After state and federal officials approved deep coal mining operations for Dayton Mountain in late October, I’ve got a dollar against your dime there is somebody who is betting not many people read best sellers in Rhea County. The trouble is that I still do and over the weekend I enjoyed what is today the No. 1 book in America, according to the New York Times. It is a legal thriller entitled, “Gray Mountain,” which was written by the greatest story teller of our day, John Grisham.
Yes, it is fiction but, like all of Grisham’s books, it is a spectacular read based on keen research of ugly facts. This time the villain, in not such a make-believe way, is Big Coal. What the coal industry has done throughout the years in Southern Appalachia is well documented and Grisham’s ability to paint a realistic – and quite graphic – picture is masterful. The book is centered on a poverty-ridden town in Kentucky, which is a long way from Dayton, Tenn., but the parallels are so chilling they hit close to home.
I have no reason to doubt officials at Iron Properties, LLC, know what they are doing as they forge forward towards opening what will be called the Liberty Mine, a 127-acre surface mine that hopes to be in operation by 2017. I am also smart enough to know there is a whole lot of money to be made if Iron Properties can haul a projected 2.8 million tons off the top of Dayton Mountain in the next seven years and cart it to China where air quality is a Western joke.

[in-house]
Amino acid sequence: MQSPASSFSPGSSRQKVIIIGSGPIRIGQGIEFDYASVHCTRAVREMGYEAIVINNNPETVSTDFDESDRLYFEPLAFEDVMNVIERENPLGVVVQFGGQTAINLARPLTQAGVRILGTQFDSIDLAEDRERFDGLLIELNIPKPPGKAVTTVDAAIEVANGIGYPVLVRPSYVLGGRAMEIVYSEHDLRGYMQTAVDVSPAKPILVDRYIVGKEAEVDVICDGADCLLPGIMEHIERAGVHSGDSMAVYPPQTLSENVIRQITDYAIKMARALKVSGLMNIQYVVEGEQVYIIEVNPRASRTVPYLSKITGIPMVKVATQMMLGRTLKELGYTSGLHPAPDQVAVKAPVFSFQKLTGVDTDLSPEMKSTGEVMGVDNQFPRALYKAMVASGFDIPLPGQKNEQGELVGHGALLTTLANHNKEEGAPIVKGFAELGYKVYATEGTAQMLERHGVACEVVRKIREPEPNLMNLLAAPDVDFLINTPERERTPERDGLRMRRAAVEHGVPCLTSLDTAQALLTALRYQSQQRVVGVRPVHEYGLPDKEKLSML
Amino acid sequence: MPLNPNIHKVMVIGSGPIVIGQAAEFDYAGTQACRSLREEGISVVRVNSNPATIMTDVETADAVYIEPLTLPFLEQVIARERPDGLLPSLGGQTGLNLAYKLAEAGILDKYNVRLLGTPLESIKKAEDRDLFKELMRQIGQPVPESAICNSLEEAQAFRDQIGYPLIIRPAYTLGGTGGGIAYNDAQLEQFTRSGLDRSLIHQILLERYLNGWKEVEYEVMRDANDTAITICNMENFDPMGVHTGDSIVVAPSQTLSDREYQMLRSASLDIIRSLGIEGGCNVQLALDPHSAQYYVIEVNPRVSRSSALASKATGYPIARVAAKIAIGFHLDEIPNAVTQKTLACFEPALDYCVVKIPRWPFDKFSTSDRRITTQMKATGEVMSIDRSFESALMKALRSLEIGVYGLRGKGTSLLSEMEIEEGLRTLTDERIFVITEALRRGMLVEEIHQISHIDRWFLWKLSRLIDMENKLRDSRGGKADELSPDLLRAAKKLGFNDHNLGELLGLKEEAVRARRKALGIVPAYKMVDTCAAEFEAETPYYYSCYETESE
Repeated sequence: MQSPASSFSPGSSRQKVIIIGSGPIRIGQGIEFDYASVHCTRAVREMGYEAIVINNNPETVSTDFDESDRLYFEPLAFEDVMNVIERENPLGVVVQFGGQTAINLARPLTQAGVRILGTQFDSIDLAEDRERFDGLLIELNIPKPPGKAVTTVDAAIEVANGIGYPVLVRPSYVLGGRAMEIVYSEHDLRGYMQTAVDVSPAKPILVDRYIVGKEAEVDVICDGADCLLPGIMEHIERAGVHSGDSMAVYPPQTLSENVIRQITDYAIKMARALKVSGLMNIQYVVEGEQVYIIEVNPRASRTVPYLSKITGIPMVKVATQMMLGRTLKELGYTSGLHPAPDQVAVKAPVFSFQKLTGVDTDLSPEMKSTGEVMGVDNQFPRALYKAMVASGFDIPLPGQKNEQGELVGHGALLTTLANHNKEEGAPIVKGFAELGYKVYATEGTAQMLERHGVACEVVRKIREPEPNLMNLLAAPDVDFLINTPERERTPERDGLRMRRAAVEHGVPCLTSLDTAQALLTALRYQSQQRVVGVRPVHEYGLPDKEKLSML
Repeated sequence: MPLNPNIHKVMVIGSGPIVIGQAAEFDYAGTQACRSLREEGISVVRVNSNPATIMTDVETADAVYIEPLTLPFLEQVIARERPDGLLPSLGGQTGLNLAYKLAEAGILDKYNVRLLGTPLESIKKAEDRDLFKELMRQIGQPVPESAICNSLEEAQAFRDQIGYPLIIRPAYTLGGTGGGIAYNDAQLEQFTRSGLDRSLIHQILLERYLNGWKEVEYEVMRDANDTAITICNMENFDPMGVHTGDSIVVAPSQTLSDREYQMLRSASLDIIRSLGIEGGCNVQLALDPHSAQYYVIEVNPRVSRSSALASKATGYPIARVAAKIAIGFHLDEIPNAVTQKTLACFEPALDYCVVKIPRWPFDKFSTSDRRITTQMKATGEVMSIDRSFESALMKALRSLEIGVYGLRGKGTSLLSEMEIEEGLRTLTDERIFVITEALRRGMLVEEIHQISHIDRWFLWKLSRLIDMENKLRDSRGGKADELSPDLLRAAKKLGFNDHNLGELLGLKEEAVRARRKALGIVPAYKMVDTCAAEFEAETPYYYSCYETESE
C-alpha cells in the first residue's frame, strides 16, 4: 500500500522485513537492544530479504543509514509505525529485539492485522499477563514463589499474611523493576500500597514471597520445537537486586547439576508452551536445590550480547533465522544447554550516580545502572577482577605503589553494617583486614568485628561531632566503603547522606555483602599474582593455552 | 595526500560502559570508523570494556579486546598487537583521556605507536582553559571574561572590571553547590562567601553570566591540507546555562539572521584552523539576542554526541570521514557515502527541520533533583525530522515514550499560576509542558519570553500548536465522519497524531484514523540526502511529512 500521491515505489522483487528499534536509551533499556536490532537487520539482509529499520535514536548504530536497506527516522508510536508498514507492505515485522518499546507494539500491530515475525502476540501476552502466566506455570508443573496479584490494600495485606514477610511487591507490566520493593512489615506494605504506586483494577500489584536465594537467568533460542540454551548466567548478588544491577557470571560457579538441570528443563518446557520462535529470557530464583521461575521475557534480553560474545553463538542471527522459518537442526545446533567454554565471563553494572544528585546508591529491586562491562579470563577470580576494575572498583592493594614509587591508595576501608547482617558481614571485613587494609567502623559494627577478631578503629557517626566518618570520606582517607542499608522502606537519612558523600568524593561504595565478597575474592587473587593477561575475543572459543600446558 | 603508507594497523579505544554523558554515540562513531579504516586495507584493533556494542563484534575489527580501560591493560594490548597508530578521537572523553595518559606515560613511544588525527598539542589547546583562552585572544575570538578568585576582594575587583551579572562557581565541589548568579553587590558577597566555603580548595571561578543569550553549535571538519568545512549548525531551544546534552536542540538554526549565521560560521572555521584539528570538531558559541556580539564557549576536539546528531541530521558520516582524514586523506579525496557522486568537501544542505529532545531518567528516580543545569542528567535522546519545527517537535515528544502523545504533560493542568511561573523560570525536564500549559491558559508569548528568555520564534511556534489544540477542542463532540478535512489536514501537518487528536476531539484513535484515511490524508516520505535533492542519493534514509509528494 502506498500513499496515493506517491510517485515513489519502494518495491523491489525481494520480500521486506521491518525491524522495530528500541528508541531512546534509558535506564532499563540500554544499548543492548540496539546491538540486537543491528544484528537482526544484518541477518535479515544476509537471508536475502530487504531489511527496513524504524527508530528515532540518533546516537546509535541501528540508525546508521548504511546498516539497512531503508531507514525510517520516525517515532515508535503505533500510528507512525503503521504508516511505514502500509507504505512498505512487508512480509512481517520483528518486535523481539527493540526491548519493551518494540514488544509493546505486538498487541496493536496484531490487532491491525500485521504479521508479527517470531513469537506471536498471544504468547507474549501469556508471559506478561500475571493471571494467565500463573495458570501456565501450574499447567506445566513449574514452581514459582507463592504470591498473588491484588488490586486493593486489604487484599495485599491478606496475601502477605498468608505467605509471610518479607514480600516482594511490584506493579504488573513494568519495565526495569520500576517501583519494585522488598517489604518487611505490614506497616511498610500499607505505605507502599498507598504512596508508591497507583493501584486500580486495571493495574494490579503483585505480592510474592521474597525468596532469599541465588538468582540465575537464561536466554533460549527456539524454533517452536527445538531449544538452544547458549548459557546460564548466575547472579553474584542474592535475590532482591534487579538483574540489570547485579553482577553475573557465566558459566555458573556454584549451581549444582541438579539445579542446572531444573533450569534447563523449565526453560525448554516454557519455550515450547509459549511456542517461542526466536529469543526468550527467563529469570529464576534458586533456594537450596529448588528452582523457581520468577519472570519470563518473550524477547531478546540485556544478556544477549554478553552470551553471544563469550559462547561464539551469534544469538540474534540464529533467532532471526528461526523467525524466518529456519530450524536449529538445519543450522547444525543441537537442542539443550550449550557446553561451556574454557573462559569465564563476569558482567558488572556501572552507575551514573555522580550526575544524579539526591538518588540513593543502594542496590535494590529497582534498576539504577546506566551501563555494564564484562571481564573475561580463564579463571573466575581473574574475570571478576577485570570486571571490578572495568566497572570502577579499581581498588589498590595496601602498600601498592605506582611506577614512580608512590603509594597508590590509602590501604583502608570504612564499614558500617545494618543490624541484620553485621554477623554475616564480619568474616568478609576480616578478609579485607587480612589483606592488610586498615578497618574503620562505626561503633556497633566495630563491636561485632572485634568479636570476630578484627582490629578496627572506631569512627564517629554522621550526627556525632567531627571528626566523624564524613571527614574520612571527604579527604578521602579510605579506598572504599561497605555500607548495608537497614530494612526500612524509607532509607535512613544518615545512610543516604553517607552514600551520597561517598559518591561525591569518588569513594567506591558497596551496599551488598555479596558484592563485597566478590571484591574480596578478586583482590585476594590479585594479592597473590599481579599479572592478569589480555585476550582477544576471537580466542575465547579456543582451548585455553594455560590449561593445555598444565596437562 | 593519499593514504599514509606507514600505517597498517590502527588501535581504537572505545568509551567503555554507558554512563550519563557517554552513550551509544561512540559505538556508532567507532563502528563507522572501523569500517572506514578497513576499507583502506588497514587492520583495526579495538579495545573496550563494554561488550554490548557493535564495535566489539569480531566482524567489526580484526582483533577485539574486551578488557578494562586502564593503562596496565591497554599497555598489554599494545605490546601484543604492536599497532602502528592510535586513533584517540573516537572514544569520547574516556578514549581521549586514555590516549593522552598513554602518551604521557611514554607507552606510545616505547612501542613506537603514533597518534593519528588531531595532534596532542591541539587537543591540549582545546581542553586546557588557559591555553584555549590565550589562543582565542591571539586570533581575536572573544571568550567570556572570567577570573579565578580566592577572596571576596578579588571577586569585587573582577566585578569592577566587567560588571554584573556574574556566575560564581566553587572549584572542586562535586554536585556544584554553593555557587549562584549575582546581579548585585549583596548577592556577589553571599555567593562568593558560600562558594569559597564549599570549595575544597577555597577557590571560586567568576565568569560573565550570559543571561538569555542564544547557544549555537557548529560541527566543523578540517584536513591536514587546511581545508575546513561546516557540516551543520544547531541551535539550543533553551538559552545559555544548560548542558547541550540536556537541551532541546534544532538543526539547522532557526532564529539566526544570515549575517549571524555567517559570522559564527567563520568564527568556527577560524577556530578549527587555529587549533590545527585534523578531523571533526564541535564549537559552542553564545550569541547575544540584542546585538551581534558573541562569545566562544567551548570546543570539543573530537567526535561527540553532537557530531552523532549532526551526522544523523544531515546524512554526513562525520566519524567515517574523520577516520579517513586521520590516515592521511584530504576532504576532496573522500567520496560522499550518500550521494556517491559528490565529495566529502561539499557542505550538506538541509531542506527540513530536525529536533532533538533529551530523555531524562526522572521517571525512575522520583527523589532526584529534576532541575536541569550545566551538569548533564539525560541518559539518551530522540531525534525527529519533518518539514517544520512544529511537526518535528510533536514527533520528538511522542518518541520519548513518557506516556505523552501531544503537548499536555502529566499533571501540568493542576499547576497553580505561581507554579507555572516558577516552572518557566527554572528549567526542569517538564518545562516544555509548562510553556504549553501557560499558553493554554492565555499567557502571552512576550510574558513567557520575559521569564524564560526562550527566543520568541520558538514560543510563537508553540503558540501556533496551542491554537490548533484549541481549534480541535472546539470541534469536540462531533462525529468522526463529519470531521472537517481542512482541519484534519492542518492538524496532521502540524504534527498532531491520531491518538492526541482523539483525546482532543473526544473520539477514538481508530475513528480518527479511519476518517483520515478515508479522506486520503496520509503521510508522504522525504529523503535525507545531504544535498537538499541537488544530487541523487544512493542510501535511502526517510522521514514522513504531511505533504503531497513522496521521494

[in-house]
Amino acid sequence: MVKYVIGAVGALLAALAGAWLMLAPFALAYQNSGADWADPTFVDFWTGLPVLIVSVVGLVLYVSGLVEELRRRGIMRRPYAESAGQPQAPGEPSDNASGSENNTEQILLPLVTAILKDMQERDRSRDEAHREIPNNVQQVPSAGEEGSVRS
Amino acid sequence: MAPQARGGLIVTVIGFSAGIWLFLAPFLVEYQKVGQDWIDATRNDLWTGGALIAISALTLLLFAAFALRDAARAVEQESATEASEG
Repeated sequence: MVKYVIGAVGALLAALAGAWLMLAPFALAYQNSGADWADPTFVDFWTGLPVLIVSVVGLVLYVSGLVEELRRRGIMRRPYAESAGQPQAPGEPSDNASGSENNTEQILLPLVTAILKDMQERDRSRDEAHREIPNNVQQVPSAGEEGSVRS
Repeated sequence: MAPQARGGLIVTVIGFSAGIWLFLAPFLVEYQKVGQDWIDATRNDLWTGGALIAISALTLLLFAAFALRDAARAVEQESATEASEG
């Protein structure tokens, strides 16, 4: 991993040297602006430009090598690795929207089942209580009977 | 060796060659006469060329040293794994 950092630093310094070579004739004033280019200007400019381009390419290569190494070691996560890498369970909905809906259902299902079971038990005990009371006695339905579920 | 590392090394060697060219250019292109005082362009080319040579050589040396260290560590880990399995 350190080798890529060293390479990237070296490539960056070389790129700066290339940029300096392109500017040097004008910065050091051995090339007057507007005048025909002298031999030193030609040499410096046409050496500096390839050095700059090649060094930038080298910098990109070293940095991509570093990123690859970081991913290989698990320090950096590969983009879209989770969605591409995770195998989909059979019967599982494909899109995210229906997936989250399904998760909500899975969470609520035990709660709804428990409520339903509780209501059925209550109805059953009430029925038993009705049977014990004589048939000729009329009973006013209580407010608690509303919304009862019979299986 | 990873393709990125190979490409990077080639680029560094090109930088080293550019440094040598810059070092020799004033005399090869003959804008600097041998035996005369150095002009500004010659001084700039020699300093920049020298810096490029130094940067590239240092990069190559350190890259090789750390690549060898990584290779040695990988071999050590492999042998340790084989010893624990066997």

Still, good for them if it is done in a forthright and responsible way but – in candor -- government figures reveal surface mining has now obliterated over 2,000 miles of streams in Tennessee, Kentucky and two other states. Grisham’s book, to the delight of booksellers from here to Seattle, is flying off the shelves but it also offers a dire warning what could happen if Iron Properties, located in Dayton, is not a diligent servant.
I’m told there is a pretty thick vein of coal – the Richland Seam -- that runs for 75 miles down what is called the Cumberland Escarpment with the most around Walden’s Ridge. The plan calls for the Liberty Mine and a smaller Security Mine, if it can be permitted, to employ up to 300 workers who will chisel between 600 and 1,000 feet off the top of the mountain. This is exactly what was done in Grisham’s book.
But in “Gray Mountain,” there are gruesome slurry ponds and black-water spills. Some miners eager to make a $50,000/annual wage are stricken with fatal “Black Lung” and a host of other problems. As a review of the book in the Christian Science Monitor read, “John Grisham makes a powerful closing argument against Big Coal, but the message never obscures a satisfying, old fashioned, good guy-bad guy legal thriller.”
Another review was equally ominous. Pat Anderson in the Washington Post called the book “An important new novel … Grisham’s work—always superior entertainment—is evolving into something more serious, more powerful, more worthy of his exceptional talent.”
If folks in Rhea County will read the book, they’ll find out what Anderson means by “more serious, more powerful and more worthy.” Big Coal is not to be taken lightly and, if done by scurrilous operators, its aftermath can be devastating. Big Coal’s history is chilling indeed and today haunts the South. That, of course, is Grisham’s hook.